Filip Zadina wasn't supposed to help in year one. He wasn't really supposed to help in year two, if we're being fair. But by now? By now the Red Wings likely expected more from Zadina, who likely expected more from the Wings.
But here they are, about a third of the way through Zadina's third season in the organization, still searching for a path forward, still wondering when things might change. Which brings us back to the outset of Zadina's first season, when Detroit was still buzzing about his arrival.
“I’m worried about what Zadina looks like at 22,” said then-GM Ken Holland, with the sixth overall pick starting his career in Grand Rapids. “I’m not looking at what Zadina looks like (right now). For us to be a Cup contender down the road ... Zadina’s a big part of it. But not today when he’s 18. Hopefully when he’s 21, 22."
Zadina turned 21 in November. This is one way of reiterating his youth. It's another way of putting his youth into context. He has one goal in 11 games this season, and the Red Wings have four wins in 18 games. They rank last in the league in goals per game for the second year in a row. Their power play hasn't scored since last month.
"It’s hockey," Zadina said Thursday. "There’s lots of ups and downs during the season, and we’re trying to get up from the bottom right now. We’re doing a good job, we just gotta keep going, keep battling. It’s tough for everyone in this organization, I would say. But we want to win, we’re hungry for it, and we’re doing everything we can."
There's truth in all of that, larger truths than Zadina was even suggesting. The Red Wings have been trying to get up from the bottom for the last four years. They lost on Wednesday for the fourth time this season to a longtime rival who met them in the muck and left them there, who sunk later and is rising sooner. That's tough for everyone in the organization.
The Blackhawks have three players from the 2018 draft playing regular minutes in the NHL, including fourth-round pick Philipp Kurashev whose dazzling goal Wednesday stood up as the game-winner and whose nine points and five goals this season would be tied for the team lead in Detroit. The Red Wings have one.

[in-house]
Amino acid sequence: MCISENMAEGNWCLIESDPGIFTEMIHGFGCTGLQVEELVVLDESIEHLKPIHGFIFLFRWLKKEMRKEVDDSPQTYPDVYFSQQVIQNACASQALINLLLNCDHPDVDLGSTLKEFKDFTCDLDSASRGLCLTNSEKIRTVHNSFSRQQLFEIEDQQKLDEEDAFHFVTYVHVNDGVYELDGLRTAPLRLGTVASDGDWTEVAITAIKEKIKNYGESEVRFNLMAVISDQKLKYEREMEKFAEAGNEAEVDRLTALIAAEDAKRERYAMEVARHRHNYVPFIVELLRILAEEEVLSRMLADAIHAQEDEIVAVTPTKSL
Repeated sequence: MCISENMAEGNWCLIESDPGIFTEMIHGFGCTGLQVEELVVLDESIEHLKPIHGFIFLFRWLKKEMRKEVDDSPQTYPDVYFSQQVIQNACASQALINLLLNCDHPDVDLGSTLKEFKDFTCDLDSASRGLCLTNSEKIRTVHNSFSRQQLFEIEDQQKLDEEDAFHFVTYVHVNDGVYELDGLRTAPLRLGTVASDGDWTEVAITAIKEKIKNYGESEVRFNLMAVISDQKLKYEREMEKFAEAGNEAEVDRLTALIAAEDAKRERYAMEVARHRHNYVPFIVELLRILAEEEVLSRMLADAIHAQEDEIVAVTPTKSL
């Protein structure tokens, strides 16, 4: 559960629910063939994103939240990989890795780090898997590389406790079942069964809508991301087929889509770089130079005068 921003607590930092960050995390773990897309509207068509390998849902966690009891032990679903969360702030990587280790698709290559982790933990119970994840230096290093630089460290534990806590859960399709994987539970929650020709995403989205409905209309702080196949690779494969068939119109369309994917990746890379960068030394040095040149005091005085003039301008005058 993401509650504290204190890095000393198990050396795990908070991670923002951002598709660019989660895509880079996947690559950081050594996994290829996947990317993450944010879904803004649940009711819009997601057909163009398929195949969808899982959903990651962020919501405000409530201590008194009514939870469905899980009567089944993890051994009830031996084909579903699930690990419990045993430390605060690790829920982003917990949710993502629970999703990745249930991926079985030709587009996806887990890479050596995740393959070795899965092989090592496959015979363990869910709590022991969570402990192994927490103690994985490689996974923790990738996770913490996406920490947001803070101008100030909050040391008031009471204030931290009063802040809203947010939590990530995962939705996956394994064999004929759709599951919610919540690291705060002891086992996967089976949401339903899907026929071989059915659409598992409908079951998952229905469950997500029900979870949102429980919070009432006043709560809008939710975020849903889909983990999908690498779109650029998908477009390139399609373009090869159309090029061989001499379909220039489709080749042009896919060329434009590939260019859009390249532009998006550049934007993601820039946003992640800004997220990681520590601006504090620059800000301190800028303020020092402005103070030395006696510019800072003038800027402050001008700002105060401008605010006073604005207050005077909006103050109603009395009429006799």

That's not Steve Yzerman's fault, but it's becoming his problem. Where are the goal scorers in this organization? Where are the playmakers up front? It's daunting to consider, but you could argue Detroit's offensive outlook was brighter when Zadina arrived than it is now. Hopes for Lucas Raymond and Jonatan Berggren are dulled by doubts about Evgeny Svechnikov, Michael Rasmussen and ...
... and reservations about Dylan Larkin, who averaged .77 points per game in the 2017-18 season and who's averaged .81 since. And Anthony Mantha, who averaged .30 goals per game in the 2017-18 season and who's averaged .36 since. And Zadina himself, who flashes now and then, but who still looks more like the rookie we saw two years ago than the top-line sniper the Wings want him to become.
Of those five first-round picks, Larkin's the only one who's firmly established in Detroit's future. And even his growth has stalled. Mantha's new contract promises him nothing but his money. Zadina's pedigree promises him nothing but a chance. None of this would have seemed possible in the summer of 2018 when the pieces were falling into place.
The Wings -- if we're being fair -- have tightened up defensively this season, which can at least partly explain the decline in production for Larkin, Mantha and Zadina. They've also been thwarted by bad luck. Shooting percentages for Larkin and Zadina should begin to rise. There's still plenty to like.
It's just that, especially in the case of the two wingers, there's less to like than before. Less to believe in than before. Zadina scored eight goals in 28 games last season. Mantha scored 25 in 67 the season before that. This season, they feel stuck. So does Larkin, who's on the same cusp of stardom hinging on the same essential question -- No. 1 center? -- that he was three years ago.
So the Red Wings are stuck, too.
"Every single game is pretty close. We just can’t score right now," Zadina said. "That’s probably the worst thing that’s chasing us. It’s tough. But I love to be a hockey player, I love to play hockey. It’s not going our way right now, but we just gotta keep believing and keep working hard and we’ll be fine."
We'll see. It's not enough to play sound hockey in the NHL, as the Red Wings have most nights this season. You also need special players to make special plays, like the one Kursahev made on Wednesday. In the fourth full year of Detroit's rebuild, how many special players are on this roster? How many special plays have they made this season?
It's a short answer, and still a long road ahead.